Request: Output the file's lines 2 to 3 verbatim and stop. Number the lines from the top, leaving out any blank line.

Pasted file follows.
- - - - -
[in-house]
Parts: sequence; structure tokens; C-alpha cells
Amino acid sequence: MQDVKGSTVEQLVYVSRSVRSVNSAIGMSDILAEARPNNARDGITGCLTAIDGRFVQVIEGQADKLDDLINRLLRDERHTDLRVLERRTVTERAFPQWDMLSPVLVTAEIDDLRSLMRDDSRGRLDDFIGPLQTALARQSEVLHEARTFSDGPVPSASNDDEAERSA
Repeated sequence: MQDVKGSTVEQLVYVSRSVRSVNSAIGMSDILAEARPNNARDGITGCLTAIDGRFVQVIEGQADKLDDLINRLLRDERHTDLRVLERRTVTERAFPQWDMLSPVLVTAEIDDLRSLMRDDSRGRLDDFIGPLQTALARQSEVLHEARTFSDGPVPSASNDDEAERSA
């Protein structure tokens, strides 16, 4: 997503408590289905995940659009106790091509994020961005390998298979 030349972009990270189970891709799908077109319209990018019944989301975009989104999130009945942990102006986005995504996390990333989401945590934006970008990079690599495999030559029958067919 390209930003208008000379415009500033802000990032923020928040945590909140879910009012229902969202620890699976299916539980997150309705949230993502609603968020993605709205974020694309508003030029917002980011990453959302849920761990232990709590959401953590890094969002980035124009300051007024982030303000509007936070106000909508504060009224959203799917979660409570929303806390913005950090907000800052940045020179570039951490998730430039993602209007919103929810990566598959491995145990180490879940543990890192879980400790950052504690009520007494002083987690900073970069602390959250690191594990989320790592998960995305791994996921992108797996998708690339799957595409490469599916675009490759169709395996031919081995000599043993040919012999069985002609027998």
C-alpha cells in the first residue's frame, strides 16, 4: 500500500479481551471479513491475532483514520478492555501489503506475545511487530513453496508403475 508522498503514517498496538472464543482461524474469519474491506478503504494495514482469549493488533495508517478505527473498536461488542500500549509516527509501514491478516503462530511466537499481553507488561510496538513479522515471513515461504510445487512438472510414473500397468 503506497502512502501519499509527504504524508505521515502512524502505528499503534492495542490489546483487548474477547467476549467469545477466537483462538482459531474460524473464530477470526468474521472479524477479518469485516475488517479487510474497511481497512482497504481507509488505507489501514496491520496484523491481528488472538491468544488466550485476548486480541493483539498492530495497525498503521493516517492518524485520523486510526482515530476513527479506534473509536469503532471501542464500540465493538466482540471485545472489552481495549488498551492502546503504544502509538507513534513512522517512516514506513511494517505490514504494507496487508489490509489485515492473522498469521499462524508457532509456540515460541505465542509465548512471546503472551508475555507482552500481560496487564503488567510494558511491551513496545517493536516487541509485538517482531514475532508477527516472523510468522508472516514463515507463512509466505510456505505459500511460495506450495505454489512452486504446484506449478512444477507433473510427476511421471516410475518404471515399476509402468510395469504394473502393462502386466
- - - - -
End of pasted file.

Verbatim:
Parts: sequence; structure tokens; C-alpha cells
Amino acid sequence: MQDVKGSTVEQLVYVSRSVRSVNSAIGMSDILAEARPNNARDGITGCLTAIDGRFVQVIEGQADKLDDLINRLLRDERHTDLRVLERRTVTERAFPQWDMLSPVLVTAEIDDLRSLMRDDSRGRLDDFIGPLQTALARQSEVLHEARTFSDGPVPSASNDDEAERSA